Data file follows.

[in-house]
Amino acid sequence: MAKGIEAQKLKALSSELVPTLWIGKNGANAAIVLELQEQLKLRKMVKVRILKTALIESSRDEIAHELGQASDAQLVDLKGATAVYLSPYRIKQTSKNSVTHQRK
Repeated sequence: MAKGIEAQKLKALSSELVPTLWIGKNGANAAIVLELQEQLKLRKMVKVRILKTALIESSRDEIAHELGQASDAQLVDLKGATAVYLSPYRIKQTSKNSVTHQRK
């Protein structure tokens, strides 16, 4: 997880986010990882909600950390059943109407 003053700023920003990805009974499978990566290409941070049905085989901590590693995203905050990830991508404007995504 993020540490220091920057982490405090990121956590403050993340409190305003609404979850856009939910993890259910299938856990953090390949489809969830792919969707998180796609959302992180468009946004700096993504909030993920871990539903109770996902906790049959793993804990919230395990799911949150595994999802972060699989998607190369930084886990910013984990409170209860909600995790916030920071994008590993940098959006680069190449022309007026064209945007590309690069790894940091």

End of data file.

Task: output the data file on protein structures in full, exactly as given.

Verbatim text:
[in-house]
Amino acid sequence: MAKGIEAQKLKALSSELVPTLWIGKNGANAAIVLELQEQLKLRKMVKVRILKTALIESSRDEIAHELGQASDAQLVDLKGATAVYLSPYRIKQTSKNSVTHQRK
Repeated sequence: MAKGIEAQKLKALSSELVPTLWIGKNGANAAIVLELQEQLKLRKMVKVRILKTALIESSRDEIAHELGQASDAQLVDLKGATAVYLSPYRIKQTSKNSVTHQRK
């Protein structure tokens, strides 16, 4: 997880986010990882909600950390059943109407 003053700023920003990805009974499978990566290409941070049905085989901590590693995203905050990830991508404007995504 993020540490220091920057982490405090990121956590403050993340409190305003609404979850856009939910993890259910299938856990953090390949489809969830792919969707998180796609959302992180468009946004700096993504909030993920871990539903109770996902906790049959793993804990919230395990799911949150595994999802972060699989998607190369930084886990910013984990409170209860909600995790916030920071994008590993940098959006680069190449022309007026064209945007590309690069790894940091």